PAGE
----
Puerto Natales & Torres del Paine
Trip Start Jan 04, 2008
130Trip End Dec 17, 2008
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The first thing you notice as you step out of the airport is the strong Southern Patagonian winds. They blow incessantly at between 70 and 100 kph, sometimes being so strong that they nearly blow you of your feet, be cautious when opening the car doors then. The second thing we learnt after driving a few kilometers on the one lane highway up to Puerto Natales was that there really isn't anything here, just windswept Patagonian desert for mile after mile of straight road, not an enthralling drive then for the 250 km to Puerto Natales. To relieve Helen of the boredom and due to the fact there were straight roads and we had an automatic, I drove the last 80 km to the town, yes that's right I actually drove a car.
After arriving in the ghost town that is Puerto Natales (it was a Sunday as well) we decided to grab some lunch before checking into the hostel. We found a nice place on the lakeside next to a hotel called Indigo, I think the café itself was called Pisco Sour. I had some very nice local hake with rice and Helen opted for the seafood risotto which she was enjoying until she hit the baby octopus and the random sucker pad hidden in the middle and which point she announced she'd had an elegant sufficiency.
We made our way to the hostel (Hostal Natales) which was clean and roomy, though we each had separate bunk bed each (that is what a twin meant in this place, rather than two single beds) we had our own bathroom and there was internet access and a nice lounge area. We then pretty much flopped out for the afternoon after the flight and long drive.
That night as we wandered around the town looking for somewhere to eat, we came across a tour operator that was for some reason open on a Sunday at 9 pm. We managed to book a boat tour to Glacier Grey the following day at 12 noon, heeding the advice to take the turning for the Milidon cave in order to take the new road to the park which would take about 1 ˝ hours, and also the fact we must be there to register at 11 a.m....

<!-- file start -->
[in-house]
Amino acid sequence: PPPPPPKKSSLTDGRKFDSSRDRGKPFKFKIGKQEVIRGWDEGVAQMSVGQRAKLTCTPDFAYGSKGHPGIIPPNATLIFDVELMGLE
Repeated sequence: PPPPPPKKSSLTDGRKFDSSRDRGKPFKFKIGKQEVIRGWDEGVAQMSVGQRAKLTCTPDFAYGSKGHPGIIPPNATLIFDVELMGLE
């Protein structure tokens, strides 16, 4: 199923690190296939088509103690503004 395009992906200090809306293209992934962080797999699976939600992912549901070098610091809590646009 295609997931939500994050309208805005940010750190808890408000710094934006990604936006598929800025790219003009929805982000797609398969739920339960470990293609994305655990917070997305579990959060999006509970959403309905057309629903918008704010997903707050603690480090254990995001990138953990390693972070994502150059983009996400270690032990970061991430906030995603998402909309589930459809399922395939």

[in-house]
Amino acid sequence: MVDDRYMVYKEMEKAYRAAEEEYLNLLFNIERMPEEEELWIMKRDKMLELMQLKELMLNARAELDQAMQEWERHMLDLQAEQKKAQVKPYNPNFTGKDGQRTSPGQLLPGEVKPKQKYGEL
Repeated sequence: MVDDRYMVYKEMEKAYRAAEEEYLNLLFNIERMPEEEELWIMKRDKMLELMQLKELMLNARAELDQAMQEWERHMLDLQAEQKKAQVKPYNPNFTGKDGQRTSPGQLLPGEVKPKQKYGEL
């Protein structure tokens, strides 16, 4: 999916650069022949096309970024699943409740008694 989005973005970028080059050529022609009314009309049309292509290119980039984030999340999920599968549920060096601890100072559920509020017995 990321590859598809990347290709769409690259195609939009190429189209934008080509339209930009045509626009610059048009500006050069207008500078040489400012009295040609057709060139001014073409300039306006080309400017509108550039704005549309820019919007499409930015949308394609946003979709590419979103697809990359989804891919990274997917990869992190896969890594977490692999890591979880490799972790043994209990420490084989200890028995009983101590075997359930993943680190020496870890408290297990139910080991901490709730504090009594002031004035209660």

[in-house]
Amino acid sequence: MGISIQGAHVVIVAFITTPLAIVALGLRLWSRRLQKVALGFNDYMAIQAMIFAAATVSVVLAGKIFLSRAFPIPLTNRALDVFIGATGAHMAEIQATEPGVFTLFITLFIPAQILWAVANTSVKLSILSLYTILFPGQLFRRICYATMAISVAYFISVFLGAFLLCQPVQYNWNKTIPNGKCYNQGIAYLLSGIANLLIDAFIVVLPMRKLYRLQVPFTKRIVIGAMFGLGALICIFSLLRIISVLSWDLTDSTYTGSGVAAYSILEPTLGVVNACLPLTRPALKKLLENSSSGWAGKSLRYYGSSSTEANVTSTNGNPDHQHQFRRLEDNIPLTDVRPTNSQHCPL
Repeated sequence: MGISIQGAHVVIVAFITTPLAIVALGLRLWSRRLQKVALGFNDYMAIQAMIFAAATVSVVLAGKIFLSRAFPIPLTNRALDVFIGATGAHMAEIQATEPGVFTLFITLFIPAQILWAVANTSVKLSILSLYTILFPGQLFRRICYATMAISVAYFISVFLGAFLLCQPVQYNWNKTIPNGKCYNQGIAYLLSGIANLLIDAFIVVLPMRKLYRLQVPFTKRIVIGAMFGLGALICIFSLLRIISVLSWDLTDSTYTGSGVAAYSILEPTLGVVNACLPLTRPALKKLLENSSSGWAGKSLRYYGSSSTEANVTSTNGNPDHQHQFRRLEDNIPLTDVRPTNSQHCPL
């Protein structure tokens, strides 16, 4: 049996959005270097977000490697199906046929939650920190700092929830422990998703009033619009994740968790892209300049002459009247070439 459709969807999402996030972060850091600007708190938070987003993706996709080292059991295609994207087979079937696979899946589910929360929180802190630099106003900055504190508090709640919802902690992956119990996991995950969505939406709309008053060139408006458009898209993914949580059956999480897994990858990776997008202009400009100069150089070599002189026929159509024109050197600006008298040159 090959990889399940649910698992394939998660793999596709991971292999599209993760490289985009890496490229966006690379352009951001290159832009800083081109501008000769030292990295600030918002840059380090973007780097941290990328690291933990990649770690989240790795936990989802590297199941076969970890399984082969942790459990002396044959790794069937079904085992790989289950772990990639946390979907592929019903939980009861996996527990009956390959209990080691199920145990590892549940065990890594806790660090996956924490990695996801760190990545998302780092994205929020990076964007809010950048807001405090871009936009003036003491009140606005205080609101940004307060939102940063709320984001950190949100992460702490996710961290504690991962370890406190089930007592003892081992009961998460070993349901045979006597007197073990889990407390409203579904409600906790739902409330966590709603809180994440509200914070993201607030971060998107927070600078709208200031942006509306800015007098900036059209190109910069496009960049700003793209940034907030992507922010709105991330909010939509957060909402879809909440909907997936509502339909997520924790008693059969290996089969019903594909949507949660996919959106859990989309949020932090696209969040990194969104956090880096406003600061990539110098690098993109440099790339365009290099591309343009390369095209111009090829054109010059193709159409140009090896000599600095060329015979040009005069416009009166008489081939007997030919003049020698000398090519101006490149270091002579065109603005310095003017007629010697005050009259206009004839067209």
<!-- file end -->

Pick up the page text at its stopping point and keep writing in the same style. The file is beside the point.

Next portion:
Our Glacier trip sorted (this was something we both really wanted to do and were worried about them being booked up due to busy season), we found an African resteraunt to eat at, suitably called "Afrigonia". The food here was excellent with plenty to eat and very friendly staff, we would recommend it to anyone coming here, especially the tandoori chicken.
Wandering back to the hostel and what should we come across ??? Yep, another casino, and this one in one of the most remote and inhospitable places in the world. Not wanting to ruin Helen's dreams of going around the world in 80 casinos, we popped in for an hour, coming out even but entertained (there wasn't much else to do here), besides there were only 4 card tables and not much action really.
The next morning we were up early, leaving at 8:30am to make the 11am boat trip. Upon reaching possibly the only junction we had to navigate on this 150 km drive, we questioned whether to turn left to the Milidon cave or continue straight on to Torres del Paine as directed by the sign. "Straight On" declared Maud, "we take the left after the Milidon cave", not wanting to argue the point too much we continued. About an hour and a half later when we reached the National Park checkpoint, I still couldn't find were we where on the map until the kindly warden pointed out we had taken the old road to the park and now had a 50 km journey on dirt track and it was 10:45....whooops. Helen shifted into rally driver mode, engaged the four wheel drive and off we went in a cloud dust determined to make this boat trip.